Lismore City Council Mayor Jenny Dowell voted against the move.

But the filter will be administered by that council.

It will collectively cost $1500 and the filter will be installed as soon as possible.

"It's a small cost to protect the innocence of our users," Cr Byrne said. "I don't see it as censorship, I see it as being responsible."

She has asked for a report to come back to the next library meeting to determine whether the filter was "too much or not enough".



 

 

Foster carer charged with child sex offences also volunteered at school [ABC - 29/5/15]

 

 

 

 



HMAS Toowoomba crew prepare for bogus war mongering PR stunt [Chronicle – 29/5/15]

 

 



IAEA blames TEPCO's poor preparations for Fukushima disaster [The Asahi Shimbun - 29/5/15]

 

 




Hundreds of people stage a rally outside the Diet in Tokyo on Thursday night, opposing a set of controversial security-related bills intended to expand Japan’s defense role at home and internationally. Banners, center, read: “Human rights and peace! We will not tolerate poverty and discrimination.”  [Japan Today - 29/5/15]


 

 

 

Malaysia calls for another summit, US says urgent rescue necessary


Jakarta Globe [29/5/15]:



Malaysia has invited the leaders of Indonesia, Thailand and Myanmar for an emergency summit on the “boat people” crisis in Southeast Asia, a Malaysian foreign ministry said on Friday.

“Malaysia is prepared to host,” said the official, who did not want to be identified. Asked when the summit was likely to be held, the official said: “It will take time to put together, and we don’t know yet.”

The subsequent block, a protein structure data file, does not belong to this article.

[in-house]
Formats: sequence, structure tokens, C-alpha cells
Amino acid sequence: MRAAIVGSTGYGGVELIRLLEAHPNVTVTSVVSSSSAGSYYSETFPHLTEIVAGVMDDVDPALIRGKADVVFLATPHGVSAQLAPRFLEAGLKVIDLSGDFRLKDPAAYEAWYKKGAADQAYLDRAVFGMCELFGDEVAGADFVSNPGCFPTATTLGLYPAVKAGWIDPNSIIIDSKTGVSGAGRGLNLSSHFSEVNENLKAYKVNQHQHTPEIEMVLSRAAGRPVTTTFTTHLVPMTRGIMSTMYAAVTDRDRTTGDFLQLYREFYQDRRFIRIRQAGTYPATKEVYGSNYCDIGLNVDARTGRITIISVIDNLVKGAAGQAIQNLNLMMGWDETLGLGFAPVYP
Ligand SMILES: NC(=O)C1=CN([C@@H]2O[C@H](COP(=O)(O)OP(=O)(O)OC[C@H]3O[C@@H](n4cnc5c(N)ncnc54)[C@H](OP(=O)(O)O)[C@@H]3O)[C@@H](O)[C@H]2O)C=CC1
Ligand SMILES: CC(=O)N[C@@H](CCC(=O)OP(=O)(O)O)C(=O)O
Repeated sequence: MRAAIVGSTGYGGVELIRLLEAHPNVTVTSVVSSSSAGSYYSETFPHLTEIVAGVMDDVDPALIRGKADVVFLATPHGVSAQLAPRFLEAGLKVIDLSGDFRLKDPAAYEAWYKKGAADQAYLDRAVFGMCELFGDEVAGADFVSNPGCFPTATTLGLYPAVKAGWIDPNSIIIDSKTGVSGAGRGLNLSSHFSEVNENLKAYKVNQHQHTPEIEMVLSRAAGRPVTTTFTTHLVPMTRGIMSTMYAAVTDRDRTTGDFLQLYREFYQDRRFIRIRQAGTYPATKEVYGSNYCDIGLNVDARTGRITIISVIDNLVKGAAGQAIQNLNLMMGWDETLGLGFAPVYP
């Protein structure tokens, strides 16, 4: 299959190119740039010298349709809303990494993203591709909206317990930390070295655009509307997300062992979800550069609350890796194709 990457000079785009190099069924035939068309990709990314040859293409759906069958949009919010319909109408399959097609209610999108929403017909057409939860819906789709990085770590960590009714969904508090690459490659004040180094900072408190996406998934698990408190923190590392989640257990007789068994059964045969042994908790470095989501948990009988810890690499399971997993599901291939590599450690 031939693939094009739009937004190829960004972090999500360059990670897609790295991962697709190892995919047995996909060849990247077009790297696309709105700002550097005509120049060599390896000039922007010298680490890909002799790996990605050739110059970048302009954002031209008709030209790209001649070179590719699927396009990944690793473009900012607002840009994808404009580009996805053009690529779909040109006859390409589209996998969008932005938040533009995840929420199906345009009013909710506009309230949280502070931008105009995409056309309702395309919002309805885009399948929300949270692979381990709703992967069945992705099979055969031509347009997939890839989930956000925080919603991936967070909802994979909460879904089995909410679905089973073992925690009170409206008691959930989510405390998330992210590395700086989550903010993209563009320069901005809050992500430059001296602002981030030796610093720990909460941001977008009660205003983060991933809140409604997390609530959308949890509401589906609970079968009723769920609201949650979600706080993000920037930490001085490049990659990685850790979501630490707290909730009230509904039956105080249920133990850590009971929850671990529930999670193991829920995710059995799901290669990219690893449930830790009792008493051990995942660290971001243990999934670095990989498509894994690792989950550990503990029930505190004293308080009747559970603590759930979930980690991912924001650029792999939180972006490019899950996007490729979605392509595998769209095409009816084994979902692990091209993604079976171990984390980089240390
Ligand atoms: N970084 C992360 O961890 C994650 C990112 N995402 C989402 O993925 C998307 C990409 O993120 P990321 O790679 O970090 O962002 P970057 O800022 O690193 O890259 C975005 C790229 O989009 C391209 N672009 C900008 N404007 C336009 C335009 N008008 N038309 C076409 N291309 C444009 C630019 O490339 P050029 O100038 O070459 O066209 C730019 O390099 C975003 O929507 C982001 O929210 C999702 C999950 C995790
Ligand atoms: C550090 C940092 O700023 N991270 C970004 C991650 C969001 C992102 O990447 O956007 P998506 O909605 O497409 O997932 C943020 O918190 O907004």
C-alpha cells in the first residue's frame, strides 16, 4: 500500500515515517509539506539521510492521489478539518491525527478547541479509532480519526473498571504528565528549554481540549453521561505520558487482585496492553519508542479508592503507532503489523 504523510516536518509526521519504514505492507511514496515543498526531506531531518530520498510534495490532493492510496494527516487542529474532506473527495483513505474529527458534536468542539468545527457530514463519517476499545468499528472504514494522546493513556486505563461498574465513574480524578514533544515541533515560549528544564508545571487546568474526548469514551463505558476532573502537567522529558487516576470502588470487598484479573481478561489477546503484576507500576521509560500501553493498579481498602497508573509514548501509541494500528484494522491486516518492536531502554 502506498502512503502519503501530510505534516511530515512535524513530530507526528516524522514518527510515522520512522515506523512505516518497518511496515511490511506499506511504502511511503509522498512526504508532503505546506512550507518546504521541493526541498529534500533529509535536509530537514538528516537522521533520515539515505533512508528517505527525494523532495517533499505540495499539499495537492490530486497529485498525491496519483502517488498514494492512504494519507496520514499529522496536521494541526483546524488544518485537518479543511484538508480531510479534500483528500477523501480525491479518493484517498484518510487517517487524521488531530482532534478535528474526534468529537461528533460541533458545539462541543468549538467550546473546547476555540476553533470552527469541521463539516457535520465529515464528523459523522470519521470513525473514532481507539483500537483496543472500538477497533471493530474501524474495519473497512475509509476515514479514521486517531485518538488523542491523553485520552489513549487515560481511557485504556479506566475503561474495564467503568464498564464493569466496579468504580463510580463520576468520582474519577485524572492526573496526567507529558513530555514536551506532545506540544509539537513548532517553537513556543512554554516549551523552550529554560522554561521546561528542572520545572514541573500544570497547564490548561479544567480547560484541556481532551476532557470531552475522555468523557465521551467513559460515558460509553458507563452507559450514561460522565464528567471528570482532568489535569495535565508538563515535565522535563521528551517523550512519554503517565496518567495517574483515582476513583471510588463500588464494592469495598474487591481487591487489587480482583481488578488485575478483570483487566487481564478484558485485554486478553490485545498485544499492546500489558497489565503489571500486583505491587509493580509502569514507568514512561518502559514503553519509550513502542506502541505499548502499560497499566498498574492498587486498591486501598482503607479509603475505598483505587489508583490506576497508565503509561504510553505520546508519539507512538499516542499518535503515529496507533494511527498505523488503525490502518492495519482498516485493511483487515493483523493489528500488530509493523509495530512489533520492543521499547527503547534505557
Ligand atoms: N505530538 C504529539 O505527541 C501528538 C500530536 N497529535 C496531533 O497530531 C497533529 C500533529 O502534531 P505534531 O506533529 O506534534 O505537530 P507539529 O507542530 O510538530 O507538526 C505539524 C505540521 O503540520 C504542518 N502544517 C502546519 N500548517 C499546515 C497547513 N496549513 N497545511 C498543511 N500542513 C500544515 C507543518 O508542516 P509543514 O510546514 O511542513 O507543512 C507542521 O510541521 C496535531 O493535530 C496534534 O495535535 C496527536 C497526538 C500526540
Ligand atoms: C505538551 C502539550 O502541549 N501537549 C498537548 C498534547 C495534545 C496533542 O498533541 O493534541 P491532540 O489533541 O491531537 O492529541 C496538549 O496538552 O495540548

The official was attending a one-day inter-governmental meeting in Bangkok on the migrant crisis.

More than 3,000 migrants from Bangladesh and Myanmar have landed in Indonesia and Malaysia since Thailand launched a crackdown on human trafficking gangs this month. About 2,600 are believed to be still adrift in boats, relief agencies have said.

Thailand will allow the United States to fly surveillance planes from its territory to identify boats carrying migrants adrift in Southeast Asian seas, the country’s deputy prime minister said on Friday.

“Yes, we are permitting it, it is starting today,” Thailand’s Deputy Prime Minister Gen. Tanasak Patimapragorn told Reuters on the sidelines of the meeting.

The United States said on Friday that thousands of vulnerable migrants adrift in Southeast Asian seas needed urgent rescue, as countries gathered in Bangkok to discuss the regional crisis.

“We have to save lives urgently,” US Assistant Secretary of State Anne Richard told reporters on her way into the meeting at a Bangkok hotel.